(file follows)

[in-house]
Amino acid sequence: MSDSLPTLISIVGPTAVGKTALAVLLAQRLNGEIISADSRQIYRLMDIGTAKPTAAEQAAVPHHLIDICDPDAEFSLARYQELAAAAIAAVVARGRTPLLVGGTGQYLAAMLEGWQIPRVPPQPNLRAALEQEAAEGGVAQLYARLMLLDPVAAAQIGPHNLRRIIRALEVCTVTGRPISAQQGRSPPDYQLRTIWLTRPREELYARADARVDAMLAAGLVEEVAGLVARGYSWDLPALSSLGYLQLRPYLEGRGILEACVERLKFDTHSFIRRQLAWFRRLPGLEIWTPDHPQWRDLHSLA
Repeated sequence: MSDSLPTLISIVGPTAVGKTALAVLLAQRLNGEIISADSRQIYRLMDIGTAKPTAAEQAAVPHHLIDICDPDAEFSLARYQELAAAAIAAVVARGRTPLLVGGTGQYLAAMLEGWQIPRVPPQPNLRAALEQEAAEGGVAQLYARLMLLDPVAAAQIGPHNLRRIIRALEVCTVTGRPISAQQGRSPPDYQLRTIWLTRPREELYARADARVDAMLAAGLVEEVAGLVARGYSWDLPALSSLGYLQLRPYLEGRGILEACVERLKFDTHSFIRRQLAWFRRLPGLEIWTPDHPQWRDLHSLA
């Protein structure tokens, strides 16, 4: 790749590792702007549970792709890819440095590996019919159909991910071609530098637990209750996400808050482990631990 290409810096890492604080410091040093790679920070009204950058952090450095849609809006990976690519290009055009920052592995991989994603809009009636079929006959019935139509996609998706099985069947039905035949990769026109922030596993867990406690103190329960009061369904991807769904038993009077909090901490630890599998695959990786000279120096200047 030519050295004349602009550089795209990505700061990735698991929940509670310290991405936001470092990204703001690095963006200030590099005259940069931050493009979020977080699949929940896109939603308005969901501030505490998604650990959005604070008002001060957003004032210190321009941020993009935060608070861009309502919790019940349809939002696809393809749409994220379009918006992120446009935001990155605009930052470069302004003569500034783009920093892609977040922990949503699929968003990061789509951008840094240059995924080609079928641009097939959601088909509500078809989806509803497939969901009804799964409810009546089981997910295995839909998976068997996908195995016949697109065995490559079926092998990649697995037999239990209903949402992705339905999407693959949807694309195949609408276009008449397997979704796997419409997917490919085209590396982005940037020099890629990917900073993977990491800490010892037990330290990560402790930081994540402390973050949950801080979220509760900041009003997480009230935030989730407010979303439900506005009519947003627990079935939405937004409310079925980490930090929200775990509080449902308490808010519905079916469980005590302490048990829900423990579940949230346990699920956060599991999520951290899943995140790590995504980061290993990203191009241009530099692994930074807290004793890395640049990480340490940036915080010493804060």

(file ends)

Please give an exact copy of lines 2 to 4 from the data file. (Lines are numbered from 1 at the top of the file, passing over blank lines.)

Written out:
Amino acid sequence: MSDSLPTLISIVGPTAVGKTALAVLLAQRLNGEIISADSRQIYRLMDIGTAKPTAAEQAAVPHHLIDICDPDAEFSLARYQELAAAAIAAVVARGRTPLLVGGTGQYLAAMLEGWQIPRVPPQPNLRAALEQEAAEGGVAQLYARLMLLDPVAAAQIGPHNLRRIIRALEVCTVTGRPISAQQGRSPPDYQLRTIWLTRPREELYARADARVDAMLAAGLVEEVAGLVARGYSWDLPALSSLGYLQLRPYLEGRGILEACVERLKFDTHSFIRRQLAWFRRLPGLEIWTPDHPQWRDLHSLA
Repeated sequence: MSDSLPTLISIVGPTAVGKTALAVLLAQRLNGEIISADSRQIYRLMDIGTAKPTAAEQAAVPHHLIDICDPDAEFSLARYQELAAAAIAAVVARGRTPLLVGGTGQYLAAMLEGWQIPRVPPQPNLRAALEQEAAEGGVAQLYARLMLLDPVAAAQIGPHNLRRIIRALEVCTVTGRPISAQQGRSPPDYQLRTIWLTRPREELYARADARVDAMLAAGLVEEVAGLVARGYSWDLPALSSLGYLQLRPYLEGRGILEACVERLKFDTHSFIRRQLAWFRRLPGLEIWTPDHPQWRDLHSLA
């Protein structure tokens, strides 16, 4: 790749590792702007549970792709890819440095590996019919159909991910071609530098637990209750996400808050482990631990 290409810096890492604080410091040093790679920070009204950058952090450095849609809006990976690519290009055009920052592995991989994603809009009636079929006959019935139509996609998706099985069947039905035949990769026109922030596993867990406690103190329960009061369904991807769904038993009077909090901490630890599998695959990786000279120096200047 030519050295004349602009550089795209990505700061990735698991929940509670310290991405936001470092990204703001690095963006200030590099005259940069931050493009979020977080699949929940896109939603308005969901501030505490998604650990959005604070008002001060957003004032210190321009941020993009935060608070861009309502919790019940349809939002696809393809749409994220379009918006992120446009935001990155605009930052470069302004003569500034783009920093892609977040922990949503699929968003990061789509951008840094240059995924080609079928641009097939959601088909509500078809989806509803497939969901009804799964409810009546089981997910295995839909998976068997996908195995016949697109065995490559079926092998990649697995037999239990209903949402992705339905999407693959949807694309195949609408276009008449397997979704796997419409997917490919085209590396982005940037020099890629990917900073993977990491800490010892037990330290990560402790930081994540402390973050949950801080979220509760900041009003997480009230935030989730407010979303439900506005009519947003627990079935939405937004409310079925980490930090929200775990509080449902308490808010519905079916469980005590302490048990829900423990579940949230346990699920956060599991999520951290899943995140790590995504980061290993990203191009241009530099692994930074807290004793890395640049990480340490940036915080010493804060």